Elon Musk, head of SpaceX Company, said the lithium-ion batteries used in the Dreamliner are "inherently unsafe", however, this is the battery The Boeing Company (NYSE:BA) chose for its plane. Musk, who also heads Tesla, a company which uses lithium-ion batteries in electronic cars, said Boeing concentrated the battery power in a number of large cells located in close proximity to one another, instead of dispersing the power among smaller, but more widely separated cells.
According to Musk, when thermal runaway occurs with a big cell, comparatively more amount of energy is released and it is not easy to prevent that energy from heating up the other nearby cells and causing the domino effect, because of which fire can break out in the whole pack.
The Boeing Company (NYSE:BA) have not been able to find the real cause of the mishap which occurred few months back. What Musk has suggested could be valid, but Boeing will only be able to resolve the issue if it comes out confident and clear on the real cause.
"Unfortunately, the pack architecture supplied to Boeing is inherently unsafe," writes Musk in an email to Flightglobal.
"Large cells without enough space between them to isolate against the cell-to-cell thermal domino effect means it is simply a matter of time before there are more incidents of this nature," he adds.
Like Boeing, Tesla electric cars are also fitted with batteries fueled by lithium-cobalt oxide, which is one of the most flammable chemistries of lithium-ion batteries on the market. The Boeing Company (NYSE:BA) resorted to using the battery with a grouping of eight large cells, whereas Tesla batteries have thousands of smaller cells, which are separated and independent to prevent fire in a single cell from causing any damage to the surrounding cells.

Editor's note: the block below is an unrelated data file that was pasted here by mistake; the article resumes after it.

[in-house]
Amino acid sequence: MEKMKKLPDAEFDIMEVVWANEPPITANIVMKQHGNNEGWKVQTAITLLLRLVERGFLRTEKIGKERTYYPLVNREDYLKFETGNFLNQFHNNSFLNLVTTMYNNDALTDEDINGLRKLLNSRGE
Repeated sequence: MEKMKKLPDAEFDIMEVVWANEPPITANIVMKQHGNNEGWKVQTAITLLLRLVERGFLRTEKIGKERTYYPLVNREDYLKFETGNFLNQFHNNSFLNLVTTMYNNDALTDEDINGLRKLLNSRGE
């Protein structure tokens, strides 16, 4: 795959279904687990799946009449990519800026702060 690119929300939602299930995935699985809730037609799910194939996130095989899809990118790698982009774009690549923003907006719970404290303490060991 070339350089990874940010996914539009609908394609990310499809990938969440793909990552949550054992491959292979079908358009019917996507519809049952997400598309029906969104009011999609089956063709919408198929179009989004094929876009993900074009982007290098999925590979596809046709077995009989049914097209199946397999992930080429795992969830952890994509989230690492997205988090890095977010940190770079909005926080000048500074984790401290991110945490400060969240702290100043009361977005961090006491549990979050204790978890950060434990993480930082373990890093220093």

The battery Tesla uses, is an aerospace-capable version, and was been designed to fit SpaceX's Falcon 9 space launch vehicle. SpaceX is a competitior to Boeing/Lockheed Martin Joint venture United Launch Alliance for customers. Boeing is not in a mood to take any assistance from Tesla and SpaceX, and has declined the offer, according to Musk.
"They [Boeing] believe they have this under control, although I think there is a fundamental safety issue with the architecture of a pack with large cells," writes Musk in an email. "It is much harder to maintain an even temperature in a large cell, as the distance from the center of the cell to the edge is much greater, which increases the risk of thermal runaway."
The Boeing Company (NYSE:BA)'s commercial reputation is being hampered due to its incapacity to pinpoint the cause behind the Dreamliner's battery fire incidents. For the time Dreamliners have been grounded as the investigation is being carried by US National Transportation Safety Board. Japanese, as well as US authorities, are examining the batteries and trying to figure out the reason for the mishap.
Earlier this week, National Transportation Safety Board (NTSB), released its fourth update regarding its investigation on a Japan airlines plane that caught fire. As per the report, that plane logged 169 flight hours with 22 cycles when two of its lithium ion batteries caught fire. The report identified GS Yuasa as the manufacturer of the auxiliary power unit battery used in the Boeing 787.